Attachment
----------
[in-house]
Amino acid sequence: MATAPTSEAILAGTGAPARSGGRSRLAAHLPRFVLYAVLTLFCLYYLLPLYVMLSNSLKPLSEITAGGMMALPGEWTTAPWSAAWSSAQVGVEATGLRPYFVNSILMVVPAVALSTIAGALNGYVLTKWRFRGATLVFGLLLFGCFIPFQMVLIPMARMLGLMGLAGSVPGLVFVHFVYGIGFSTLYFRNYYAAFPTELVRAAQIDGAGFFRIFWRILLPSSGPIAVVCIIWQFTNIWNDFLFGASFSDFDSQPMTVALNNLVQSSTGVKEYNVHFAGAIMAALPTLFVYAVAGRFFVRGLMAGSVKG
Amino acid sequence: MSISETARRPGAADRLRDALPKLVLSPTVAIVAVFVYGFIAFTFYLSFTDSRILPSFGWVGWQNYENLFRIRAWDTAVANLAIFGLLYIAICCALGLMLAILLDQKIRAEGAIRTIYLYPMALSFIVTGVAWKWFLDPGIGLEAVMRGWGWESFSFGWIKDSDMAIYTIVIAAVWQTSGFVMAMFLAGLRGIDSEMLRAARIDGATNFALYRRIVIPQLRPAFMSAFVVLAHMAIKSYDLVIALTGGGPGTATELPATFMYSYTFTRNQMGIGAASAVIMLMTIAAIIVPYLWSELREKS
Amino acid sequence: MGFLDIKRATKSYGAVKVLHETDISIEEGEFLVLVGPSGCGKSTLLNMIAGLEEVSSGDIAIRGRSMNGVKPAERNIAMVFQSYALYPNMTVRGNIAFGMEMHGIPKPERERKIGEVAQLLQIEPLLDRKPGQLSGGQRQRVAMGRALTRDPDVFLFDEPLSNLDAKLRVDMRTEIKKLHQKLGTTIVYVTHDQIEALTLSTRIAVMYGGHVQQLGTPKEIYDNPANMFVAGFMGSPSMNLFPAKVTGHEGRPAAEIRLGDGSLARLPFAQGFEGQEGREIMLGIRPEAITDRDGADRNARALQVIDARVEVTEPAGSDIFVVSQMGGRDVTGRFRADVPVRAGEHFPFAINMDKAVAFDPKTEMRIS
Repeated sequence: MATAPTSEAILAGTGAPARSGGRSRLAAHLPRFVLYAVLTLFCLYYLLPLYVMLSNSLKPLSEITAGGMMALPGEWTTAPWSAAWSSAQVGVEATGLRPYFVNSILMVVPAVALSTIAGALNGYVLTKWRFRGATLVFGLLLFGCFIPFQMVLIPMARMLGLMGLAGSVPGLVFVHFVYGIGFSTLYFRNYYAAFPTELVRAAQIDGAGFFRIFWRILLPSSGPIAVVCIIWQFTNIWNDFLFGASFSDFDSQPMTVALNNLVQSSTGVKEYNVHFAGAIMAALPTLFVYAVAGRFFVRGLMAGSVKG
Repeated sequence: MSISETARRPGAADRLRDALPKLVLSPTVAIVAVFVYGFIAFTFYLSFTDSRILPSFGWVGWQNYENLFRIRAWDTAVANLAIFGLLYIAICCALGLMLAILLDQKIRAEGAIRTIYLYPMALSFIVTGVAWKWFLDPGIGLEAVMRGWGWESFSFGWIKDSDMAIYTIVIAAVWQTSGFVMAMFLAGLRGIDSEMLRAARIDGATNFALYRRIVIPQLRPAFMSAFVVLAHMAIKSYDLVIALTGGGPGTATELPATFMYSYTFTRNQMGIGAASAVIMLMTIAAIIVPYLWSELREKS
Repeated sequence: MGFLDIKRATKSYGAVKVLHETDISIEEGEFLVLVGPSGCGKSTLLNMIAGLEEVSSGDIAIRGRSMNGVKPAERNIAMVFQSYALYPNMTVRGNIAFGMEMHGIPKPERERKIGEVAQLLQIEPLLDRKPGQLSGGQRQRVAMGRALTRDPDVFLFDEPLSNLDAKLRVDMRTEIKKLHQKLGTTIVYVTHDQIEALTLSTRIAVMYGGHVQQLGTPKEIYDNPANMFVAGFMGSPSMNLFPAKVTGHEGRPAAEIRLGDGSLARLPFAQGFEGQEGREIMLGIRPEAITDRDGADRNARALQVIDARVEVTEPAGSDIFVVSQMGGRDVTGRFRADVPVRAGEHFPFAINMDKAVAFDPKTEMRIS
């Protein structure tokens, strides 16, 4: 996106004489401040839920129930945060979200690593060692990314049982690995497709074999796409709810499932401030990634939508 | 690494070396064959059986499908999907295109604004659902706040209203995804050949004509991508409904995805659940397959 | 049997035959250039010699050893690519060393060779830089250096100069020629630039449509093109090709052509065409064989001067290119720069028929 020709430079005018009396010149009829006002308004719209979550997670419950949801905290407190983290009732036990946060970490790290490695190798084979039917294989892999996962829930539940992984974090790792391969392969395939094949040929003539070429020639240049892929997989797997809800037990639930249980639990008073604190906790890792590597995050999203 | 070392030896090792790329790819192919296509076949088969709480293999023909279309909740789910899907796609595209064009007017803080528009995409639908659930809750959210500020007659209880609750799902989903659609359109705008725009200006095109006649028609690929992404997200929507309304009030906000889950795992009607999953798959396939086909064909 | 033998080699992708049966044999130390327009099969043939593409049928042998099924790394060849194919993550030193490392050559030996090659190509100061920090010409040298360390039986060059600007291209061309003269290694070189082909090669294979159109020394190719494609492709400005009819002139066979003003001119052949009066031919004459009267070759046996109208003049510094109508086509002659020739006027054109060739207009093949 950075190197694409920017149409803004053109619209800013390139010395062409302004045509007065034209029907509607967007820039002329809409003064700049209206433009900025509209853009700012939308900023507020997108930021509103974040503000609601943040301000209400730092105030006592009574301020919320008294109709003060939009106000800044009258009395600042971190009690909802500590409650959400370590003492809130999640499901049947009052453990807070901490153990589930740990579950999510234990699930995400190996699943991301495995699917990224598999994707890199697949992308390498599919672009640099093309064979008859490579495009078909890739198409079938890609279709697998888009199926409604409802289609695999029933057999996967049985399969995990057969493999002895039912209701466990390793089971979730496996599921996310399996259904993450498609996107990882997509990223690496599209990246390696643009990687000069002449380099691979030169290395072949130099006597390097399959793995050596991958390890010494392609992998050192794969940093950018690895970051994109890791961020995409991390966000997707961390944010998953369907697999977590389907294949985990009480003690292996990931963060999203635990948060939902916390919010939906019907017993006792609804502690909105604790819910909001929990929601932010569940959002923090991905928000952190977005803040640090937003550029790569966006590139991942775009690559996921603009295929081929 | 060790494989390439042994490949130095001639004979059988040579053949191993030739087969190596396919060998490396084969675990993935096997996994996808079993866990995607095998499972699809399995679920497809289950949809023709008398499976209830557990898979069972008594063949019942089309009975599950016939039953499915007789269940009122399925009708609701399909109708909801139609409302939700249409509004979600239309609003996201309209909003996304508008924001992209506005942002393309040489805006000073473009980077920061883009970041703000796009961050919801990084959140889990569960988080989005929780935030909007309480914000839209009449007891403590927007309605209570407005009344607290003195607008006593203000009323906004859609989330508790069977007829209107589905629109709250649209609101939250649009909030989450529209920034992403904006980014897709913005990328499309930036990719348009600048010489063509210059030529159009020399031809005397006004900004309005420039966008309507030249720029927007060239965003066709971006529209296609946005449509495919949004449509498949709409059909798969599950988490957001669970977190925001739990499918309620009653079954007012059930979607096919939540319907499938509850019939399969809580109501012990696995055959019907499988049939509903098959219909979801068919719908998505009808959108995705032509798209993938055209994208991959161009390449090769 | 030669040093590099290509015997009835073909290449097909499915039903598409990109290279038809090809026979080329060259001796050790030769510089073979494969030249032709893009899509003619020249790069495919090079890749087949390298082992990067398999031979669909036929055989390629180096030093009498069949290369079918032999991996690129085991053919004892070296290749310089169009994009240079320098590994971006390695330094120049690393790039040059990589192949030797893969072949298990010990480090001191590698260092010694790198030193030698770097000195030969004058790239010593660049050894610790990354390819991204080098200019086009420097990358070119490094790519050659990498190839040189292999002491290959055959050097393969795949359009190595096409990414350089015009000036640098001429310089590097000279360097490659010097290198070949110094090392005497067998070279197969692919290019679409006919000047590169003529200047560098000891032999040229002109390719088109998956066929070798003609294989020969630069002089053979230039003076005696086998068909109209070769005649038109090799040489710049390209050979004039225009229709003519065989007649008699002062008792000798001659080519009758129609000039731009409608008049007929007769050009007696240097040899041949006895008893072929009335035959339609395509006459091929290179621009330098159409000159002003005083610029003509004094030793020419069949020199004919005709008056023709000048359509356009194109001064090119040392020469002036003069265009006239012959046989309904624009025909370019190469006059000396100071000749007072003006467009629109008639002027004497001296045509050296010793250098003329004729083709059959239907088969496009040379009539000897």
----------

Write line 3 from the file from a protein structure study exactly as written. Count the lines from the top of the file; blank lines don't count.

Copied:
Amino acid sequence: MSISETARRPGAADRLRDALPKLVLSPTVAIVAVFVYGFIAFTFYLSFTDSRILPSFGWVGWQNYENLFRIRAWDTAVANLAIFGLLYIAICCALGLMLAILLDQKIRAEGAIRTIYLYPMALSFIVTGVAWKWFLDPGIGLEAVMRGWGWESFSFGWIKDSDMAIYTIVIAAVWQTSGFVMAMFLAGLRGIDSEMLRAARIDGATNFALYRRIVIPQLRPAFMSAFVVLAHMAIKSYDLVIALTGGGPGTATELPATFMYSYTFTRNQMGIGAASAVIMLMTIAAIIVPYLWSELREKS